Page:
E. A. Bucchianere
This is difficult to write because I would like to ignore the feelings I have but that doesn't make them go away, unfortunately. The last several months have been immensely hard for several people close to me, as a result of the death of a beloved person or animal. I remind myself that it didn't happen "directly" to me and it is my wish and obligation to be available and understanding to these people I care for.
Easier said than done I am finding. Other than the usual condolences in words and actions we are often at a loss. Our grieving friend or family member is not giving us very many clues as to what they might need from us. It's a difficult balance and I remain fearful of doing too much, too little or the absolute wrong thing. I speak from experience, as I have done all the above recently. Of course, with the best of intentions, but it's a tough call. Everyone is different in how they grieve, what they need (or not). They may not be acting like the person you knew before their life was upended. They don't know how they will be feeling or what they may need from moment to moment so how can they let you know. And once you go about guessing or doing what you imagine you might like in their position you may get it all wrong.
Bumbling through this process, thus far, I have learned:
1. From what I've read the "Stages of Grief" appears to be debunked in many ways, surprisingly led by the person who came up with the theory originally. The consensus seems to be that grief does share common themes but it is not "one size fits all". It is unpredictable, random and highly personal.
2. Emotional numbness, irritation, anger, depression, oppositional behaviors, health issues etc. can all part of the grieving person's process...DO NOT take it personally or think you can fix it. No matter how much you may want to be a part of it, it is their personal journey and you are in a support position.
3. Ideally listening should comprise 80% of what you do during this time and at times another 20%. Advice is not what they are usually looking for but a listening ear, a soft shoulder, an open heart and your presence when they desire it. My sister gave me some good advice saying, " It's all about them right now, it is not about you." When possible giving them healthy distractions may be helpful....a walk, a home cooked meal, a game, a movie, whatever will give them a break from the stress of grieving and remind them that there is still goodness and light in the world. Help them make good choices if they will allow it.
4. NO cliche' remarks like...."They lived a good life." "Move on." "Time heals all wounds." There are a million of them! Time is a great healer but it has no timetable and this loss will remain with them on some level always.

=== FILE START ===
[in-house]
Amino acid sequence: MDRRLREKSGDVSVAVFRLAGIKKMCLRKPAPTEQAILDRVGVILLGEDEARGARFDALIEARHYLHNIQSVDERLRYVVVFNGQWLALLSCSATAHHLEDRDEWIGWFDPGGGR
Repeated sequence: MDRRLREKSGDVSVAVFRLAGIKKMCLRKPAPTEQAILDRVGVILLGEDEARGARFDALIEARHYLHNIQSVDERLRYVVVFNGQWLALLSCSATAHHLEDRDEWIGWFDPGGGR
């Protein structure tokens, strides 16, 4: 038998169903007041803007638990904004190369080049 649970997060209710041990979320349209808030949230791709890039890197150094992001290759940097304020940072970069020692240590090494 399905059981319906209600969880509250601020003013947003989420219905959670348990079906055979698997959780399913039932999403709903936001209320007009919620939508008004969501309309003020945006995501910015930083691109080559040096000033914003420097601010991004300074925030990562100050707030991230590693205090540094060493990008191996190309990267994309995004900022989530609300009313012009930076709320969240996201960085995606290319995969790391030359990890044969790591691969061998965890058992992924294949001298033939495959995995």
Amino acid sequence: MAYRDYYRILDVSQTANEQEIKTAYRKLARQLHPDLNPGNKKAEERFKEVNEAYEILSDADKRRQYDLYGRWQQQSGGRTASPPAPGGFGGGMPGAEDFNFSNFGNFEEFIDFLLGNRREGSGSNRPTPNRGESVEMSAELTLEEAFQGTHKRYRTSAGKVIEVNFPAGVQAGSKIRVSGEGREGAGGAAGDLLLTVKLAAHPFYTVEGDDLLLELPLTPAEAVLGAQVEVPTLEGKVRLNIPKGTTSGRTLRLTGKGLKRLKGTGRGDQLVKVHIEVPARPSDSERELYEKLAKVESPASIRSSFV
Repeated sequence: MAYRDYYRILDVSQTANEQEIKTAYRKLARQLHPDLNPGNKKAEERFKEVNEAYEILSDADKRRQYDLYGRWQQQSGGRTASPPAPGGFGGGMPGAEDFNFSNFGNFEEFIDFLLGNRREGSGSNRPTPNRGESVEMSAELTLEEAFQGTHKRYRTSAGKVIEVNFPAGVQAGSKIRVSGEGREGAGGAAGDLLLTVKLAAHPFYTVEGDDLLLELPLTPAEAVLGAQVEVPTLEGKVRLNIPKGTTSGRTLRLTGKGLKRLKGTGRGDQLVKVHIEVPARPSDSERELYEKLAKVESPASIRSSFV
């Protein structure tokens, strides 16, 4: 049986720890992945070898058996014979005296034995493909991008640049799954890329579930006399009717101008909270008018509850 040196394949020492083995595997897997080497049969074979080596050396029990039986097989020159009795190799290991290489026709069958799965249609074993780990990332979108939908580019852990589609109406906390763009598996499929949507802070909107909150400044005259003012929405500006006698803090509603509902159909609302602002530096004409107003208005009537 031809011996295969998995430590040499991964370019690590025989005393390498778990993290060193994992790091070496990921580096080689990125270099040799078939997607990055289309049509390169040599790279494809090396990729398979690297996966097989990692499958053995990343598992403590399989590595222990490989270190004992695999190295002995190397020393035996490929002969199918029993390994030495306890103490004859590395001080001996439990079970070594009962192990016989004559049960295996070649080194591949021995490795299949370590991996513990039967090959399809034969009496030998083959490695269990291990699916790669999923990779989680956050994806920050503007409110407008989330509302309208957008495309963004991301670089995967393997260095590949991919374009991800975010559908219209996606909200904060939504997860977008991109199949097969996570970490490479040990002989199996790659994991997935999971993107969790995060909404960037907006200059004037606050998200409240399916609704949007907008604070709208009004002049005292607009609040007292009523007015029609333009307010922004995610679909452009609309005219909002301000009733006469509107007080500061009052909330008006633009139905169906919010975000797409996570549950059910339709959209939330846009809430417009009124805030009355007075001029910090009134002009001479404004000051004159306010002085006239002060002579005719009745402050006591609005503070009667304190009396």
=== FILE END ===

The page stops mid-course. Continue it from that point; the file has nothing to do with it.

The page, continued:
5. Do not expect the grieving person to relate to you in the ways you are accustomed to. They will not be their same sparkling self, they will engage in fuzzy thinking, numbed emotions and uncharacteristic ways of acting. You may feel shut out of the process or they may become needy, cranky and difficult to get along with. They may pick fights over small issues, push you away, engage in destructive behaviors or retreat from you altogether. Allowing you close may look to them as another opportunity to be hurt in the future.
6. Stay calm and patient. Necessary, but challenging, as you are hurting for them and this may also be a loss for you, just not of the same magnitude as they are experiencing. Supporting a loved one through this is draining for you and you are probably not receiving much in return. They are struggling through each day coping with their sorrow and loss and have little or nothing to give back.
7. Take care of yourself, whatever that means for you. Giving yourself a break from them, putting yourself in the presence of more joyful people, exercising, meditating, reading. Use anything you know that will bolster your mental and physical health. Your ability to care for them is dependent on being your best self which relates to how much you are capable of giving, understanding and being patient.
8. In most cases this particular state will not last forever, although, they will be forever changed by this loss. They will laugh again, be able to love again, be present again.....but on their own timetable NOT yours.
8. As often as I beat myself up about fumbling through this it's important to give ourselves a break. You do your best even though it may not be right, or perfect or it could be just plain wrong. What worked for one person in the past may be the entirely wrong approach with another. Being mindful as you implement the trial and error method is about the best one can do.
9. If being supportive is causing you too much pain or if they cross over to being abusive you can draw a line. Remove yourself if you have to, suggest counseling or get some yourself. Let them know you will be there for them when they can, at the very least, treat you respectfully.
10. This will happen to all of us at some time, either personally or once removed. It is the natural way of life, the coin with the sides "joy and sorrow".
"You can't rush grief. It has its own timetable. All you can do is make sure there are lots of soft places around...beds, pillows, arms, laps."